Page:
Just after 4 p.m. last Thursday, several New York City political reporters received an odd telephone call at their desks and on their cell phones.
“During your next election,” insisted a woman’s recorded voice, “when you are choosing which consultant to help you with your campaign mail, remember that Jim Spencer and the Campaign Network have no business calling themselves progressives when they’re currently representing a Tea Party candidate!”
The robo-call referenced the heated special election in New York’s 26th district– way out west, near Buffalo, where Mr. Spencer was working for the third-party spoiler, Jack Davis–but the area code indicated Boston. For weeks, Mr. Davis, had endured withering attacks from national Republicans who branded the former Democrat a Tea Party traitor, but the call, strangely, said nothing of Mr. Davis’s policies. The electronic woman only mentioned his campaign adviser.
“A negative call that targets a political consultant???” wondered Albany reporter Liz Benjamin on Twitter, as the political chattering classes tried to make sense of it. “[C]uriouser and curiouser. Check out where that number’s listed. Weird.”
In fact, the call had gone out to every member of the state legislatures in North Carolina, Massachusetts and New York, along with political operatives and reporters in New York City.
“The only reason I got involved is because I like Jack Davis,” said Steve Kramer, a robo-call specialist based in New York, who told The Transom he orchestrated the call out of disdain for Mr. Spencer.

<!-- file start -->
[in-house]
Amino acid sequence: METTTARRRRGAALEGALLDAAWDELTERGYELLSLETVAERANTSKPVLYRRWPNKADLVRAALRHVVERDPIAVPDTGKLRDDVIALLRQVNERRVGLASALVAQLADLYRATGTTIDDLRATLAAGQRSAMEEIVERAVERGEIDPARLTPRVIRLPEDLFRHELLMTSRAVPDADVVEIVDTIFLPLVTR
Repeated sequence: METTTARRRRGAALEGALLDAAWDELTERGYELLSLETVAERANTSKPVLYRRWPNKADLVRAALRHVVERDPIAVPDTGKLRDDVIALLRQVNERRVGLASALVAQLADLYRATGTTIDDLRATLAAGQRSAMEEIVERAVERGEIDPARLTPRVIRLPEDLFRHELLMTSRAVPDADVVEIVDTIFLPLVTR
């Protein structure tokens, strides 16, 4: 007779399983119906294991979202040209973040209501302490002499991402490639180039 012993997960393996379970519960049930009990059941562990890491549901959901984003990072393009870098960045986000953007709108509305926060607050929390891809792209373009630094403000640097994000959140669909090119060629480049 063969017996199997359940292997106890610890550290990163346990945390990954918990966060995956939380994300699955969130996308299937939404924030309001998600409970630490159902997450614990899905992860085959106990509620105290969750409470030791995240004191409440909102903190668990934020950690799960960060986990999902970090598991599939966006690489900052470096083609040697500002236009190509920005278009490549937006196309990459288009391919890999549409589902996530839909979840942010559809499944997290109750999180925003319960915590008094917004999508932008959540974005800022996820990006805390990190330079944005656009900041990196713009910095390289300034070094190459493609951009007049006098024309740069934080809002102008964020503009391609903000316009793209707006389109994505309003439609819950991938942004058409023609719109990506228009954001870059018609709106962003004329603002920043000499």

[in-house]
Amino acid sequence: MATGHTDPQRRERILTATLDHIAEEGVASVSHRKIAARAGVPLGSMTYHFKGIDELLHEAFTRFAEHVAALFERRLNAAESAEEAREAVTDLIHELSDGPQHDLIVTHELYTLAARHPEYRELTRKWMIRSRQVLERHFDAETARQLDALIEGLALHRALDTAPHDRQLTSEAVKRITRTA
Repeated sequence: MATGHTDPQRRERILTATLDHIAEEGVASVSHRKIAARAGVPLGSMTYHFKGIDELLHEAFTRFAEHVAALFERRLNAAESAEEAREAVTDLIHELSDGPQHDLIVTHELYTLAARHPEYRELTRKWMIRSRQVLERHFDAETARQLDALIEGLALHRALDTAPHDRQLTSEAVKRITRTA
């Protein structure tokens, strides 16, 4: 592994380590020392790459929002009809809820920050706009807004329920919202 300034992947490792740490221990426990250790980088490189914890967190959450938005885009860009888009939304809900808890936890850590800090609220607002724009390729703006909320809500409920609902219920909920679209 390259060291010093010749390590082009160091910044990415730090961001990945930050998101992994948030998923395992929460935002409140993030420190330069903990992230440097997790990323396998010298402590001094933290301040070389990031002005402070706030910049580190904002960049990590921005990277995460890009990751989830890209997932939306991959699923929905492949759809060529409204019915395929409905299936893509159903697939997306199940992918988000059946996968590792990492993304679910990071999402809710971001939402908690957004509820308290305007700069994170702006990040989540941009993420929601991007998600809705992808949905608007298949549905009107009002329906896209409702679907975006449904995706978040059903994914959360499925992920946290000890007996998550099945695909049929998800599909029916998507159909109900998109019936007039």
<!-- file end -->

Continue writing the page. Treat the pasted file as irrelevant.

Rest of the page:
“I saw him operate in a certain way with the Jack Davis campaign, and spoke with enough of his former clients to get a real profile of this guy,” said Mr. Kramer. “I’m so glad he’s old and that he’ll die or be out of the business soon, because he’s a real scumbag.”
Mr. Kramer–cherub-faced and prone to wearing shiny dress shirts–boasts a client list with 59 members of Congress and countless governors and state legislators. Generously, he declined to unleash his call in the 26th District, out of concern it might damage the candidate instead of Mr. Spencer.
“I want to hurt his business,” said Mr. Kramer, who gloated, “I also hit 3,500 people in his Boston neighborhood.”
Mr. Kramer said he would have liked to see Mr. Davis elected to Congress, but fears Mr. Spencer and his aides led a good candidate astray.
“Jim Spencer is a total prick, and Curtis Ellis [the campaign manager] is a whiny little bitch,” said Mr. Kramer.
Mr. Spencer, for his part, said Mr. Kramer is just “disgruntled” over his short-lived stint working for the Davis campaign, and added, “This is some kind of weird, personal vendetta.”
Mr. Ellis declined to respond directly, but said it had been a weird race.
“This campaign is like an acid trip,” he said.–Azi Paybarah
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